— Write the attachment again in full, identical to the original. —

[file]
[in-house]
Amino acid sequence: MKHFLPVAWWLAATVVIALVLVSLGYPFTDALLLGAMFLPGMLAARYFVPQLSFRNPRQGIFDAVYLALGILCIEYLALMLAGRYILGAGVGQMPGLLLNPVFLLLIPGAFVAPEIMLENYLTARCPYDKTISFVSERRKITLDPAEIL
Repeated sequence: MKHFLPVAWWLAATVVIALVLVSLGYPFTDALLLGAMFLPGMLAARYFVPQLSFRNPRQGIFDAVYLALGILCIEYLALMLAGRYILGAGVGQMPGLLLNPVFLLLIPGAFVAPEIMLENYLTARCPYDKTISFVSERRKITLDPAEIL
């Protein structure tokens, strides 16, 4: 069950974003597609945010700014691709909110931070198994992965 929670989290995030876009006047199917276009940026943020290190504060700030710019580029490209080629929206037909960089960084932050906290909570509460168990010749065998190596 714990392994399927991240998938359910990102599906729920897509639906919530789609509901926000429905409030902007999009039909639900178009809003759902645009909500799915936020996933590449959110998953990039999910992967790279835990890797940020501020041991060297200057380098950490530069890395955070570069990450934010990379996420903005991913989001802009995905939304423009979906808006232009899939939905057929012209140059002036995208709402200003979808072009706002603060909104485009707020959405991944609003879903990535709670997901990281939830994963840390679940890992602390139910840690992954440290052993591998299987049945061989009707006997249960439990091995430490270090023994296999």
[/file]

[in-house]
Amino acid sequence: MKHFLPVAWWLAATVVIALVLVSLGYPFTDALLLGAMFLPGMLAARYFVPQLSFRNPRQGIFDAVYLALGILCIEYLALMLAGRYILGAGVGQMPGLLLNPVFLLLIPGAFVAPEIMLENYLTARCPYDKTISFVSERRKITLDPAEIL
Repeated sequence: MKHFLPVAWWLAATVVIALVLVSLGYPFTDALLLGAMFLPGMLAARYFVPQLSFRNPRQGIFDAVYLALGILCIEYLALMLAGRYILGAGVGQMPGLLLNPVFLLLIPGAFVAPEIMLENYLTARCPYDKTISFVSERRKITLDPAEIL
């Protein structure tokens, strides 16, 4: 069950974003597609945010700014691709909110931070198994992965 929670989290995030876009006047199917276009940026943020290190504060700030710019580029490209080629929206037909960089960084932050906290909570509460168990010749065998190596 714990392994399927991240998938359910990102599906729920897509639906919530789609509901926000429905409030902007999009039909639900178009809003759902645009909500799915936020996933590449959110998953990039999910992967790279835990890797940020501020041991060297200057380098950490530069890395955070570069990450934010990379996420903005991913989001802009995905939304423009979906808006232009899939939905057929012209140059002036995208709402200003979808072009706002603060909104485009707020959405991944609003879903990535709670997901990281939830994963840390679940890992602390139910840690992954440290052993591998299987049945061989009707006997249960439990091995430490270090023994296999």